The results speak perhaps for themselves. The top six universities lead with a huge margin, and include Harvard University (USA), Massachusetts Institute of Technology (USA), University of Cambridge (UK), University of Oxford (UK), University of California, Berkeley (USA) and Stanford (USA). While these are also institutions that frequently are part of the top 10 in ranking based on other measures, the dominance in the reputation rankings is massive. In essence, this is also an exercise of creating a brand – these six universities are by no measure termed better with such a margin by other indicators and rankings, but somehow they have built a reputation that clearly distinguishes them from the rest.

THE article reviewing the latest reputation ranking results called these universities “super-brands”. However, one could also wonder what kind of impact the rankings themselves have had on this over the years, further institutionalising the position of the top institutions as the main players in the global higher education marketplace.  However, can the top at all be competed with, or is the Matthew effect just going to snowball over  time?

What does Stanford have that Princeton does not? While Princeton does by far not do badly on the reputation rankings, it is clearly lagging behind the first six in this ranking, while being in fact ahead of Cambridge in the latest World Rankings. Nevertheless, in terms of reputation it received barely half of what Stanford did on 6th place. Perhaps something for the marketing department to ponder about? 

Apps on higher edudcation: statistics, info, rankings

As smartphones and tablets are becoming increasingly commonplace, we thought it might be cool to examine some of the apps available that are relevant for higher education. We include apps related to various available large scale statistics, rankings, and other information about higher education. Excluded this time are apps that are specifically targeted towards students and instructors, such as various learning and time management apps.

World Bank EdStats DataFinder 

Overview and usefulness: The app allows you to sort the data according to country, topic and indicators, in addition to the option to create advanced queries. The countries can be viewed in terms of alphabetical order, regions, and economic development. It is possible to customize the reports based on selected indicators and createvisualisations, in addition to saving these for later viewing. The app is free, and the amount of data available is massive. The statistics cover 2,000 indicators for more than 200 countries.

Drawbacks: Only availabole for iOS for the time being.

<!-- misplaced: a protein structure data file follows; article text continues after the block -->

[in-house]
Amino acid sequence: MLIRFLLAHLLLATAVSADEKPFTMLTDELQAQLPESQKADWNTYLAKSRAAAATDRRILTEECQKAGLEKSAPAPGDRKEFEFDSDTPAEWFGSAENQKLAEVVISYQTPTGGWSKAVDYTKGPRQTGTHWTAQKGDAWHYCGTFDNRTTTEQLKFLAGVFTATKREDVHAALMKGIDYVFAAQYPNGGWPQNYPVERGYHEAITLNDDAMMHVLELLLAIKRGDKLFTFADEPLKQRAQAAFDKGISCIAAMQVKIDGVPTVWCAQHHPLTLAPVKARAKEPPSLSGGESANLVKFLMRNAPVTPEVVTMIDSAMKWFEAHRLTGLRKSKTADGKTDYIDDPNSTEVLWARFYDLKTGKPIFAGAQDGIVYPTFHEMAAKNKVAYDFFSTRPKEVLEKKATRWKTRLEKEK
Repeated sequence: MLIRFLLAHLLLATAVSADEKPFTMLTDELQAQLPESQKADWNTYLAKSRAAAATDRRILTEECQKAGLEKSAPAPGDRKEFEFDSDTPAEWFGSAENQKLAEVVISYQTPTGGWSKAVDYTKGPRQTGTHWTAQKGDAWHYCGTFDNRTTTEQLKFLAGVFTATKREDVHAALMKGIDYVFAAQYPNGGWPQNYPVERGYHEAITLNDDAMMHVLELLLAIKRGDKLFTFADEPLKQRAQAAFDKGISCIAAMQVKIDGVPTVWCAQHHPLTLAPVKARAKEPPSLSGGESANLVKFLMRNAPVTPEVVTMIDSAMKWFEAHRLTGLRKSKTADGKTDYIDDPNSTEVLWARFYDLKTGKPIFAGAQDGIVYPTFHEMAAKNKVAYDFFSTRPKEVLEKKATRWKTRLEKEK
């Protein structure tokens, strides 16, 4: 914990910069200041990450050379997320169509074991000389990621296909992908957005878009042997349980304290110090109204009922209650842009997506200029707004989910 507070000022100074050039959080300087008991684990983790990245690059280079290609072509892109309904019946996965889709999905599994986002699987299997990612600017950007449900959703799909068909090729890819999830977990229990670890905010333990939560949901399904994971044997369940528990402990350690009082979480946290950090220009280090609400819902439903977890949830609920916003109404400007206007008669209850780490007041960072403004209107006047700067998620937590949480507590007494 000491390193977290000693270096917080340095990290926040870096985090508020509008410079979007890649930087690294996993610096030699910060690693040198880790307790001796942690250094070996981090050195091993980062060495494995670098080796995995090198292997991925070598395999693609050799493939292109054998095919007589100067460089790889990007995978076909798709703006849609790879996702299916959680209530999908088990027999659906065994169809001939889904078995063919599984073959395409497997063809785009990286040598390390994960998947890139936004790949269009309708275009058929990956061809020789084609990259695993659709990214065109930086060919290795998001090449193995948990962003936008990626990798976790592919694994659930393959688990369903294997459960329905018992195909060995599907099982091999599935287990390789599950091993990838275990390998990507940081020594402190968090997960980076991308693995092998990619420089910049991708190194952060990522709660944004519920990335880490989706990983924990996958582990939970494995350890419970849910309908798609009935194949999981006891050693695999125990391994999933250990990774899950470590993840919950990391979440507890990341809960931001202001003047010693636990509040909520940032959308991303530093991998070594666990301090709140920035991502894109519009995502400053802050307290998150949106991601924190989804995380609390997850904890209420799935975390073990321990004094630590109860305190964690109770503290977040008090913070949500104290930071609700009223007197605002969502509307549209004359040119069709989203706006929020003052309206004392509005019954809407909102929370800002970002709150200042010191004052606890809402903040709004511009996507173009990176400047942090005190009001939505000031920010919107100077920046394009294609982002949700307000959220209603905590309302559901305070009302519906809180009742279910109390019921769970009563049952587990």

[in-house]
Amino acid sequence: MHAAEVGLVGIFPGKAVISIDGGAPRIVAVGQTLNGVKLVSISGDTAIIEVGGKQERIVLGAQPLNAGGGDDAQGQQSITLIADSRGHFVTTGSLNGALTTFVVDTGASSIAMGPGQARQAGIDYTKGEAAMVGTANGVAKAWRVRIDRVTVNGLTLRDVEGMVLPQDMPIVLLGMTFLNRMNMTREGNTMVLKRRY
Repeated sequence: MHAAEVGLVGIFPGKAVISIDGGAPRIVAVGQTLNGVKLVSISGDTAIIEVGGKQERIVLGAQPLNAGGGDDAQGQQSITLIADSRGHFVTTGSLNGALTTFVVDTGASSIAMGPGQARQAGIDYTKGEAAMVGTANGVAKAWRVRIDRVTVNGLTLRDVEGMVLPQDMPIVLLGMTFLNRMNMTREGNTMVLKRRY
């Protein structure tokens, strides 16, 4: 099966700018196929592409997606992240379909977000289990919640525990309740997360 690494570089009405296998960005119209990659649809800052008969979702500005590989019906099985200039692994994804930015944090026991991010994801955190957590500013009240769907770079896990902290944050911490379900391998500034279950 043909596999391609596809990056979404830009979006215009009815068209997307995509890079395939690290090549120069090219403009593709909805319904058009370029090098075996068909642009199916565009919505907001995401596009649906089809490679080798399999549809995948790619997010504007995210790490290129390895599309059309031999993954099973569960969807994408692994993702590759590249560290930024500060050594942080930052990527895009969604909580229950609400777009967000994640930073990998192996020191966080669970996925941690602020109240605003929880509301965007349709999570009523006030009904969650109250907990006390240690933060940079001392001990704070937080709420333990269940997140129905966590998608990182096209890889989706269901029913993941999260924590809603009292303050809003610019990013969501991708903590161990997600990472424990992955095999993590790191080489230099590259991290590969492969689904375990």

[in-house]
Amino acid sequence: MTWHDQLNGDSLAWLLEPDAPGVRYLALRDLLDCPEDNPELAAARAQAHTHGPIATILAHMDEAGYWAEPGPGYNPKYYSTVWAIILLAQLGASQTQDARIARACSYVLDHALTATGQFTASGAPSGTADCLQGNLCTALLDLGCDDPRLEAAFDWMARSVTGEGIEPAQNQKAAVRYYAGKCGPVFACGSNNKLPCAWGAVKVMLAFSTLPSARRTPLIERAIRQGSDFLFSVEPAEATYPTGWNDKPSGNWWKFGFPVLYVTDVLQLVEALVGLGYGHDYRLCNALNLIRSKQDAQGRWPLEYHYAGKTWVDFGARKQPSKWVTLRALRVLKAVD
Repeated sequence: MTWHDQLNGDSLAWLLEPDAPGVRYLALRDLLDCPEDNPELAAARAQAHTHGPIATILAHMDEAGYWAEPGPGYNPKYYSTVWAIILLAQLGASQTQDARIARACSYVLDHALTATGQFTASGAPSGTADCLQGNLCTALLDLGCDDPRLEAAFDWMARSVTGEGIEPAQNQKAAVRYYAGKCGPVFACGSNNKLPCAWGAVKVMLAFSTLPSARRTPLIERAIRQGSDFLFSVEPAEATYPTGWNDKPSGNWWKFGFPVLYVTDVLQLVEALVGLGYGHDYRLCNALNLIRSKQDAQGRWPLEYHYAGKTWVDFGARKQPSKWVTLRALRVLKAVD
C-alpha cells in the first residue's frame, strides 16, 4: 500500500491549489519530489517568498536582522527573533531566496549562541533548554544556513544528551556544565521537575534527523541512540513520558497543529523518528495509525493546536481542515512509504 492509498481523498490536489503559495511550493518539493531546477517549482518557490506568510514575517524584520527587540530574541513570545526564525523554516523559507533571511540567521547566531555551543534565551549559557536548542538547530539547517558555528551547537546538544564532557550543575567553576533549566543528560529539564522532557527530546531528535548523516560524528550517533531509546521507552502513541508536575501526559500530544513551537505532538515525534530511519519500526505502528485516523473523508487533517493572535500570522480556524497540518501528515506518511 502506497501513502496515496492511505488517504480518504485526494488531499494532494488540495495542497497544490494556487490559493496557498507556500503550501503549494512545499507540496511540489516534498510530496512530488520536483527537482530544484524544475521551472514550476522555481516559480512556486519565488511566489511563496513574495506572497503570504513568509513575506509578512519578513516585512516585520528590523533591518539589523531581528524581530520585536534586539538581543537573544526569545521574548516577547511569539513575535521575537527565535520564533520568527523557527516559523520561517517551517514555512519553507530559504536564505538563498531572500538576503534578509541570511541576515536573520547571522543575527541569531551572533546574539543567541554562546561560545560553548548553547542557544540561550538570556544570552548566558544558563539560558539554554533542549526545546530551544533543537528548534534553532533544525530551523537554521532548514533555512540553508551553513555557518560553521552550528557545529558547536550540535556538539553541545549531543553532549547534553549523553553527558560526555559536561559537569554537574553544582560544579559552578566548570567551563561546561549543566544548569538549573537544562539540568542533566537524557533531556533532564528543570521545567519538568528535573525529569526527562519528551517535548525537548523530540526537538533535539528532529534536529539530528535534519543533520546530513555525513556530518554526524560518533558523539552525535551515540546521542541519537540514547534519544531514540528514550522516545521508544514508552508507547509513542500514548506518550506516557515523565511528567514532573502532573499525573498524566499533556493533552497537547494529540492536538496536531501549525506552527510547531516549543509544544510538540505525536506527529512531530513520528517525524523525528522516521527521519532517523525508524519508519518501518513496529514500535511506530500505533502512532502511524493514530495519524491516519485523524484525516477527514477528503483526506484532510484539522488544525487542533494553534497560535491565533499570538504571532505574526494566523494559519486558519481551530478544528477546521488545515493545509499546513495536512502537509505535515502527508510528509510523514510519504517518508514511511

THE World University Rankings 2012-2013

Overview and usefulness: An app that visualises the data from the recent Times Higher Education rankings for 2012-2013. In addition to the overall rankings, there is in-depth data per institution. The mapping tool shows the best universities in a gegraphical overview. Overall, easy access to the recent rankings and also allows for customization options.

Newest Times Higher Education rankings published

Yesterday evening Norwegian time, the newest THE Rankings were presented with considerable blast created around them. Having first been published since 2010, they have rapidly gained a spot in the rankings landscape amongst the more important ones. In the THE ranking, the list is topped by CalTech for the second year in a row, and Harvard (the usual number one in most rankings) has dropped down to fourth.

The top 10 list for this year includes CalTech, Stanford, Oxford, Harvard, MIT, Princeton, Cambridge, Imperial college London, UC Berkeley, Chicago. As such, there are no major surprises in the top – as usual it is dominated by US and UK institutions and with small fluctuations the top10 tends to be the same over the years.

The ranking is based on 13 performance indicators, which arguably are sufficient to provide a ranking that can take into account the roles of teaching, research, knowledge transfer and international outlook. In this, teaching and measures of learning environments account for 30%, research volume, income and reputation for another 30%, citations for 30% and industry income and international outlook for 10% alltogether. As such, while the ambition is to show a comprehensive measure, the indicators are nevertheless strongly skewed towards research.

While there is no doubt that the particular balancing, choice of indicators and even the overall possibility to measure quality in terms of quantifiable indicators can always be criticized (and they have been to a great extent in the research literature), they still might be worth paying some attention to. Not least because they seem to create headlines in mainstream media, and form a basis for a number of opinions and decisions on higher education in national contexts.